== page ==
What Is A Data Mining Model?
A data mining model is developed when you apply an algorithm to data. However, it is more than a metadata container or algorithm. It is a set of data, patterns, and statistics which can be applied to new data to assist in generating predictions and making suggestions about the data.
Data mining model architecture
A data mining model analyzes data through data mining algorithm. This data is usually received from different mining structures. However, the mining model and the mining structure two different things.
- Data mining model – stores information received from statistical processing of the data. This mostly includes the patterns discovered after data analysis. This model is usually empty until the data delivered by the mining structure has been processed and analyzed. After the mining model is processed, it brings results and metadata back to the mining structure.
- Data mining structure – stores information which defines the source of the data received. The name of the mining model and the server where it is stored can be identified by the metadata. Also, the mining model has the columns from the mining structure used to build the model, the algorithm used to analyze the data and definitions for any filters used to process the model. Algorithms used, filters, data columns and data types are the common choices which affect the analysis results.
The actual data is not stored in the mining model. The mining structure stores the actual data while the mining model stores the summary statistics. If you create filters on data trained in this model, both the model object as well as the filter definitions are saved.
The mining model contains a set of bindings, which point back to the data stored in the mining structure. If the mining structure stores the data, but it doesn’t clear it for processing, the bindings assist you to get the facts that support the results.
Properties of a data mining model
The properties of each data mining model are used to define the model as well as its metadata. That is the name, date the model was processes, description, permissions on the model and any filters utilized for training.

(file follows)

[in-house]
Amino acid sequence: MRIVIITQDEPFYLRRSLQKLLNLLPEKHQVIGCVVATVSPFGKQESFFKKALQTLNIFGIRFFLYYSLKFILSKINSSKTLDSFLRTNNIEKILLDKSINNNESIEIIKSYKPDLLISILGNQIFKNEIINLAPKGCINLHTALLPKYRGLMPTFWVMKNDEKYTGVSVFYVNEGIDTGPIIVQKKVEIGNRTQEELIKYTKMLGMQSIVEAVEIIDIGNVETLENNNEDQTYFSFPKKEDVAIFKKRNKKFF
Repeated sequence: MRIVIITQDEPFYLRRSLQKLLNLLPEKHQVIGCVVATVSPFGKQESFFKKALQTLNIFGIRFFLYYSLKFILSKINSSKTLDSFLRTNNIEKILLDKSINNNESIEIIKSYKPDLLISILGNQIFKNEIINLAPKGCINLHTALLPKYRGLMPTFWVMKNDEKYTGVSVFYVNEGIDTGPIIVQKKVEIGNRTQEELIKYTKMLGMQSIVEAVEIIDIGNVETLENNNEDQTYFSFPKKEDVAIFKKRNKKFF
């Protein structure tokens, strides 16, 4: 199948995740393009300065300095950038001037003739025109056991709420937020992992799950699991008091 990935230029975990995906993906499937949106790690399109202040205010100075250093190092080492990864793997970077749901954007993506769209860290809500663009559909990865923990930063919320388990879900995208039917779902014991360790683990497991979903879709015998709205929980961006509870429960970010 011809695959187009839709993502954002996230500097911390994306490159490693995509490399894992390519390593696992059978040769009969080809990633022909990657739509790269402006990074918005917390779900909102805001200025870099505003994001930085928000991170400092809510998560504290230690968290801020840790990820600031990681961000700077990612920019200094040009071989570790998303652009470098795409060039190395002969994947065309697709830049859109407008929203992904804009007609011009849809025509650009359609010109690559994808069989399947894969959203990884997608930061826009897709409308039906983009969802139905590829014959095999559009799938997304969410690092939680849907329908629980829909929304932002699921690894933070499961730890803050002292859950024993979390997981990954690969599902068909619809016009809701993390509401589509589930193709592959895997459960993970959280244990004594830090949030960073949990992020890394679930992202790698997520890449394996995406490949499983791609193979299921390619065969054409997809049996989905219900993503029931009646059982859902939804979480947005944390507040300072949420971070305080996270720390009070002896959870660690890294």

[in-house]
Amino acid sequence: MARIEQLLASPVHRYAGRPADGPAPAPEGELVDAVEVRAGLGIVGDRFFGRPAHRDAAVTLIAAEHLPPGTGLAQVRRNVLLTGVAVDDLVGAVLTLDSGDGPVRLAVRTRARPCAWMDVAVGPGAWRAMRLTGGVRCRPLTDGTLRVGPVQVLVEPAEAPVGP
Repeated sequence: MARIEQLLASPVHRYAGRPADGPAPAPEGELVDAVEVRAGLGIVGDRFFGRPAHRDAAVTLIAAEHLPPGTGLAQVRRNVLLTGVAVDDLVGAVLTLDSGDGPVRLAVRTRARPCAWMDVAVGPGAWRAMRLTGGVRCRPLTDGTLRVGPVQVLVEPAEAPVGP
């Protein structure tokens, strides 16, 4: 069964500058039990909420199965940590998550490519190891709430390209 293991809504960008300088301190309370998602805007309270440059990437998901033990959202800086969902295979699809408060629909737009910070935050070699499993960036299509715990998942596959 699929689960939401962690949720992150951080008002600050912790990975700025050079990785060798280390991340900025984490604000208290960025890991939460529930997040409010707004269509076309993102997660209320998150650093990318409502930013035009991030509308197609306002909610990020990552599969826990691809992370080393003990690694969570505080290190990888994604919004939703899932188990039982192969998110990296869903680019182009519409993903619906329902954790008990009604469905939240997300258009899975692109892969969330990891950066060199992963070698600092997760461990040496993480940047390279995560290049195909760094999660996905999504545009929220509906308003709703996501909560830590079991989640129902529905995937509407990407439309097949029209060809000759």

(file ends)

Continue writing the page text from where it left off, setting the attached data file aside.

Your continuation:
Every mining model also has properties which come from the mining structure. The properties describe the columns of the data used by the mining model. Nested tables are the columns used by the mining model. Separate filters can be applied to the columns also. Additionally, each mining model has two special properties. That is algorithm and usage.
It specifies the algorithm used to create the mining model. The providers you use normally define the algorithms which one can access. The algorithm property is used in the mining model, and can only be used once for each mining model.
The algorithm can be changed later. However, if the algorithm you choose doesn’t support some columns in the mining model, they might somehow become invalid. If changes happen to the algorithm property, the mining model must be repossessed too.
This property states how each column should be used by the mining model. The column usage can be defined as Input, Predict, Predict only and Key. The usage property is only applicable to individual mining model columns.
Therefore, there must be a set individually for every column which is included in the model. The usage property ignores columns which cannot be used in the mining model.
E-mail addresses and customer names are examples of data which can be added to the mining structure but cannot be used in the analysis. Thus, you can analyze them later without having to add them to the analysis phase.
After you create the mining model, you can easily change the value of the mining model properties. However, any changes to the mining model; including the slightest ones like its name require you to reprocess the model. There is a possibility of getting different results after reprocessing the model.